• We are sorry, but NCBI web applications do not support your browser and may not function properly. More information
Logo of bioinfoLink to Publisher's site
Bioinformatics. Feb 1, 2009; 25(3): 372–378.
Published online Dec 17, 2008. doi:  10.1093/bioinformatics/btn640
PMCID: PMC2639075

Precision and recall estimates for two-hybrid screens


Motivation: Yeast two-hybrid screens are an important method to map pairwise protein interactions. This method can generate spurious interactions (false discoveries), and true interactions can be missed (false negatives). Previously, we reported a capture–recapture estimator for bait-specific precision and recall. Here, we present an improved method that better accounts for heterogeneity in bait-specific error rates.

Result: For yeast, worm and fly screens, we estimate the overall false discovery rates (FDRs) to be 9.9%, 13.2% and 17.0% and the false negative rates (FNRs) to be 51%, 42% and 28%. Bait-specific FDRs and the estimated protein degrees are then used to identify protein categories that yield more (or fewer) false positive interactions and more (or fewer) interaction partners. While membrane proteins have been suggested to have elevated FDRs, the current analysis suggests that intrinsic membrane proteins may actually have reduced FDRs. Hydrophobicity is positively correlated with decreased error rates and fewer interaction partners. These methods will be useful for future two-hybrid screens, which could use ultra-high-throughput sequencing for deeper sampling of interacting bait–prey pairs.

Availability: All software (C source) and datasets are available as supplemental files and at http://www.baderzone.org under the Lesser GPL v. 3 license.

Contact: joel.bader/at/jhu.edu

Supplementary information: Supplementary data are available at Bioinformatics online.


Two-hybrid experiments have been widely used to identify pairwise protein–protein interactions. Genome-wide screens have been performed for viruses (Uetz et al., 2006), yeast (Ito et al., 2001; (Uetz et al., 2000), worm (Li et al., 2004), fly (Giot et al., 2003) and recently human (Rual et al., 2005; Stelzl et al., 2005). Related split-ubiquitin screens have been developed for membrane proteins (Johnsson and Varshavsky, 1994; Stagljar et al., 1998). Protein-fragment complementation assays can provide higher resolution structural information (Tarassov et al., 2008). These screens provide valuable insights into how proteins are organized into pathways and functional networks.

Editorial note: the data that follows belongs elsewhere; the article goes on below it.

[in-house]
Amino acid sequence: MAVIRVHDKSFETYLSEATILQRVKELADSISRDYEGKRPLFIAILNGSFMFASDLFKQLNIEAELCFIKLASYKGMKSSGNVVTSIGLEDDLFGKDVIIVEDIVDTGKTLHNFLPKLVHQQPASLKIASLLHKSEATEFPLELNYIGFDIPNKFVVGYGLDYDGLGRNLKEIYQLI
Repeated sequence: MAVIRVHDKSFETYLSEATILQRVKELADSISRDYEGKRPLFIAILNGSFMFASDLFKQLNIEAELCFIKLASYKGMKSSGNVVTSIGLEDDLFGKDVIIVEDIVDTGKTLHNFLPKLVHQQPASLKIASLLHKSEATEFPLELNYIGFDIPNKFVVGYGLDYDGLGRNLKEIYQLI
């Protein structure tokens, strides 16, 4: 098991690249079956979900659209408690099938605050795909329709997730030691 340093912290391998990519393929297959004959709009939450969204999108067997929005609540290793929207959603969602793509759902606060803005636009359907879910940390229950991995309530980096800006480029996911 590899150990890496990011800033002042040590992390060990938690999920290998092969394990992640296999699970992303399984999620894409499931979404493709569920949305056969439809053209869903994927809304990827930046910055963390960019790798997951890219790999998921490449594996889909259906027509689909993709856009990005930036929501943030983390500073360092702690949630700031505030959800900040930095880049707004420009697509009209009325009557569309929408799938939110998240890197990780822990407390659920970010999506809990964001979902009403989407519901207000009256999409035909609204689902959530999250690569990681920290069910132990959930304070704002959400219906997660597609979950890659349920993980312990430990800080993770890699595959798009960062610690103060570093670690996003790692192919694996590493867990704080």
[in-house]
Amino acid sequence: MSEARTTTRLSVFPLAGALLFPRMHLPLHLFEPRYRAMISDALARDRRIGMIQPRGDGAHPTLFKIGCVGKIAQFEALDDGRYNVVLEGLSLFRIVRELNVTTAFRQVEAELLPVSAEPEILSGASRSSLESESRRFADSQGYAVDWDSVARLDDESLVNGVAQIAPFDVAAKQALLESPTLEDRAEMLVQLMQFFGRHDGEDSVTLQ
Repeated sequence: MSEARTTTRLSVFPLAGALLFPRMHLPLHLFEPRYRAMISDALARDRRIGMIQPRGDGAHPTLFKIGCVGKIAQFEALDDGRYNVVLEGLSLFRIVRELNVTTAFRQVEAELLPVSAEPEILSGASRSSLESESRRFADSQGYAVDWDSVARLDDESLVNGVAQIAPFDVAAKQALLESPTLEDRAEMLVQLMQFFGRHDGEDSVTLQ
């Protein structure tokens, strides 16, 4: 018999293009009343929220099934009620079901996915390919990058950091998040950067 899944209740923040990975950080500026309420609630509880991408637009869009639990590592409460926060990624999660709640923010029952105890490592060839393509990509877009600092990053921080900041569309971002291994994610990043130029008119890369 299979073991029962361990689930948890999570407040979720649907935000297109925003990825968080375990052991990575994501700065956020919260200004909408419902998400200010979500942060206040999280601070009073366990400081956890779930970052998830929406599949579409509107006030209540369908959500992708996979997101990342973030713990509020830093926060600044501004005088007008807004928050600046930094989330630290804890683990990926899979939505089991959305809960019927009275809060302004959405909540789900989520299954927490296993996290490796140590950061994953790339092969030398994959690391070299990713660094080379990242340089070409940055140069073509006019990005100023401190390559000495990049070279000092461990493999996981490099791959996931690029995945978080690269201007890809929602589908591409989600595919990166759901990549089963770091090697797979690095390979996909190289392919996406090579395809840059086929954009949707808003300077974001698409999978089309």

Interactions identified by two-hybrid experiments can have low reproducibility and low coverage (Bader and Chant, 2006). High-confidence datasets from two experiments for yeast (Ito et al., 2001; Uetz et al., 2000) have only 9% overlap. Independent datasets reported for human (Rual et al., 2005; Stelzl et al., 2005) have almost no overlap. False positives and false negatives can both be responsible for small overlap, but are confounding factors whose contributions can be difficult to deconvolute. Furthermore, false positives and false negatives arise for both technical and biological reasons.

False positives include both ‘technical’ false positives, those that are not reliably recovered under identical experimental conditions, and ‘biological’ false positives, which are reliably recovered in a particular experimental system but do not occur in vivo. Methods that rely on data from a single type of experiment inherently lack the information to distinguish between biological false positives and true positives. The analysis presented here is developed for data from two-hybrid screens alone and only detects technical false positives. Previous studies suggest that biological false positives may be rare, as interactions reliably identified in high-throughput two-hybrid screens are of similar quality as interactions from small-scale experiments (Rual et al., 2005). The probability that a non-interacting protein is scored as positive is termed the false positive rate. An alternative statistic is the false discovery rate (FDR), the fraction of scored positives that are true negatives.

Similarly, false negatives may have technical or biological origins. Technical false negatives in the two-hybrid screens considered here are due to under-sampling: clones corresponding to the true interaction exist, but were missed due to a stochastic sampling process. Biological false negatives are systematically absent from screening data. These may be due to requirements for temperature, pH, cofactors, scaffold proteins or post-translational modifications.